I considered attending a Sunday morning church service for the first time in 45 or 47 years. That’s a pretty long stretch in heathen time.
Why? Why not? There’s something in my irregular preacher kid background that calls to me every now and then.
A curiously named church, off a dead end road, stuck back in some woods, had caught my eye as I was dodging an octogenarian man wielding a cane, walking his dog. Both were wearing bathrobes.
The church’s facade was somewhat streaked with mold and the roof appeared capable of sinning rain onto the congregation. The grounds were unkempt and the parking lot dotted with potholes. A rangy-looking black cat stared at me from a stump. Adjacent to the church, leaned a brown and white single-wide manufactured home, with a sagging, jury-rigged wooden porch.
In other words, disheveled. Give me disheveled or give me death! Give me disheveled in taverns, cemeteries, parks, dogs, thrift stores, and occasionally, human beings. Following the disheveled always proves interesting. There are no stories in wrinkle-free dogs or groomed bars.
But before church, before my ass hit the pew (and it better be a wooden one), I visited the beach for my usual Sunday service.
I saw two bald eagles, found a crab pot float, rope and two excellent pieces of beaverwood. I also encountered a large pile of driftwood in assorted sizes that I instantly knew would yield a fort of my eccentric making that would delight others who happened across it.
Of course I would build it. I might even try for a steeple effect or confession booth effect.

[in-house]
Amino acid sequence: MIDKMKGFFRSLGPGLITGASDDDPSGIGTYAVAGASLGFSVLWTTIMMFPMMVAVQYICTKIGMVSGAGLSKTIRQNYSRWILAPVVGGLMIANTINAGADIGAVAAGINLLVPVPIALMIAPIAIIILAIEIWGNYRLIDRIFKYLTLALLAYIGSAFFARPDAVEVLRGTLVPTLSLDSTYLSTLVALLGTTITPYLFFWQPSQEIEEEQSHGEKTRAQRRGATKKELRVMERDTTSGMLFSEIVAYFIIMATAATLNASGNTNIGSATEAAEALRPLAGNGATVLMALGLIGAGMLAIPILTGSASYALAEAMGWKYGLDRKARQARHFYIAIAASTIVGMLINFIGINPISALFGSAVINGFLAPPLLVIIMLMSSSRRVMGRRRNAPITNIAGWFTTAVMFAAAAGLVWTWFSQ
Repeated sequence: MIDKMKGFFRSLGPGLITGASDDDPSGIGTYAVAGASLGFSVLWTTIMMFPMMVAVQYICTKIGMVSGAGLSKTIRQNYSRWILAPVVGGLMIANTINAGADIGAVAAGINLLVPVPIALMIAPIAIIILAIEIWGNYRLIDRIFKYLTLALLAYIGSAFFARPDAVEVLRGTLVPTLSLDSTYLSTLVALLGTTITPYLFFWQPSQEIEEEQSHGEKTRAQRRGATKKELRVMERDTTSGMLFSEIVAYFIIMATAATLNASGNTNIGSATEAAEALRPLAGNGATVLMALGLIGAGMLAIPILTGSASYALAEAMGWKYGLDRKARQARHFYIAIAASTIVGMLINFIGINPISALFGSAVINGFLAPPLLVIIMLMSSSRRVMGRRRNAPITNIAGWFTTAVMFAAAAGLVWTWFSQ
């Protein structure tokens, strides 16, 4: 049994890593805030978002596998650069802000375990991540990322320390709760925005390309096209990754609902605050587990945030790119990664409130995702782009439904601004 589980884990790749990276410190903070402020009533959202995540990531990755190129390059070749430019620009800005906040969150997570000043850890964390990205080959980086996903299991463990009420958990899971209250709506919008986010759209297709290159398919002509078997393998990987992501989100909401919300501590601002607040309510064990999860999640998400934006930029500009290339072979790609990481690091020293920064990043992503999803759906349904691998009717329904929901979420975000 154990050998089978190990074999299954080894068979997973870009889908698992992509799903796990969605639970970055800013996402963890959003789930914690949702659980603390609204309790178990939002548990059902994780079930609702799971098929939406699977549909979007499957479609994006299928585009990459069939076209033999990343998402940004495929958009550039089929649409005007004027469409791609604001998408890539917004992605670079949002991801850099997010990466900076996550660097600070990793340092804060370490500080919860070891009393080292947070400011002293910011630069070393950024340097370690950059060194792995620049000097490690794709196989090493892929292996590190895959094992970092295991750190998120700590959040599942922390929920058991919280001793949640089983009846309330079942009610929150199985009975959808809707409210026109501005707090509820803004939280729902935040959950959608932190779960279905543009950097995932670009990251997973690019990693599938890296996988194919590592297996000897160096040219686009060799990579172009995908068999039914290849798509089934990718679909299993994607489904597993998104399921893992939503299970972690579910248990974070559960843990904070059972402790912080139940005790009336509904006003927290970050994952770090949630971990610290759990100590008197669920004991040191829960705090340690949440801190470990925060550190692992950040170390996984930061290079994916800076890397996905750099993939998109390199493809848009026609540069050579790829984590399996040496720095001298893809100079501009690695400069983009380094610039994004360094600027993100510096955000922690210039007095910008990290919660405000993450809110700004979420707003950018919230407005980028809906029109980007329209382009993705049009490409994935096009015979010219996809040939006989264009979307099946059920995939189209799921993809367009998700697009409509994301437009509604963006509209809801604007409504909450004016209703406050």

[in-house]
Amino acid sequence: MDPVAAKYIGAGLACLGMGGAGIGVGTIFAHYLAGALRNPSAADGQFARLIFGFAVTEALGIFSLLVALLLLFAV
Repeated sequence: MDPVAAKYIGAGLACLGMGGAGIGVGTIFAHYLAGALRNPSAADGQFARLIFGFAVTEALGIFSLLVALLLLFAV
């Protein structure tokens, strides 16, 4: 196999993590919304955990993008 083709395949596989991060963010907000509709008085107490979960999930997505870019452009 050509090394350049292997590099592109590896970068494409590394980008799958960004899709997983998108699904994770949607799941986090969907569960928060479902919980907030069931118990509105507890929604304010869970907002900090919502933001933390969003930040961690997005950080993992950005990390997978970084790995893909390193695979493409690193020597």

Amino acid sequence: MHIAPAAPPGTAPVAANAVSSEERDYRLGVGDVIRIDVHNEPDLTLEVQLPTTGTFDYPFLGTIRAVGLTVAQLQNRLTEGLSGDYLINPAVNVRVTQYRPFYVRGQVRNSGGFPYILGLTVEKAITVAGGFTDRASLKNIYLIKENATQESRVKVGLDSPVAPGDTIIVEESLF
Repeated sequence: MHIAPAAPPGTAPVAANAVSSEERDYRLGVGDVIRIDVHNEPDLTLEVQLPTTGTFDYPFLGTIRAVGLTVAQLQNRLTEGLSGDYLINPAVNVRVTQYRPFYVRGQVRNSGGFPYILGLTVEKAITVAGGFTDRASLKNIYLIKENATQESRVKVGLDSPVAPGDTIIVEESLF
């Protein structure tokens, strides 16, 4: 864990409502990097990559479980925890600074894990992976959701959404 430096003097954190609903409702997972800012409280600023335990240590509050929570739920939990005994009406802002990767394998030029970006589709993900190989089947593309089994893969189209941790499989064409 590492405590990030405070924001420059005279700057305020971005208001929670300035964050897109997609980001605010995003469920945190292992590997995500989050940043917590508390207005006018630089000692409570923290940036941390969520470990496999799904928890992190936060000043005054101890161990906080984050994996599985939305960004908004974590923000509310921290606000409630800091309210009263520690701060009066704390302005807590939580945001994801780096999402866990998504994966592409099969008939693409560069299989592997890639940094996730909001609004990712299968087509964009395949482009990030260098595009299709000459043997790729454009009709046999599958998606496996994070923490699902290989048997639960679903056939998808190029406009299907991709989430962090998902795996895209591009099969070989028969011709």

I went to work and the fort rose from the dead. In short order, the fort was finished (although forts are never finished) and fit for occupation, for one person only, perhaps a sick and wayward or searching soul.
I checked my watch and realized that I would miss the opening hymns (or rock and roll set) but probably make it for the sermon. I suspected I would know what the preacher would preach but, then again, the church was disheveled and the preacher lived next door in a fatigued manufactured home and quite possibly addressed his flock wearing a corduroy blazer. Maybe the preacher would quote Rachel Carson or Karl Marx. Sometimes when you walk into an expected cliché, there is utterly originality. That especially goes for people.
One question dominated my mind: would they serve grape juice or wine for communion? Would I partake?
I pulled into the parking lot, exited the car, shook out the sand, and unpacked a corduroy blazer from the trunk (you never know when one will come in handy.) I donned the coat and walked toward the church. The black cat watched me the whole time.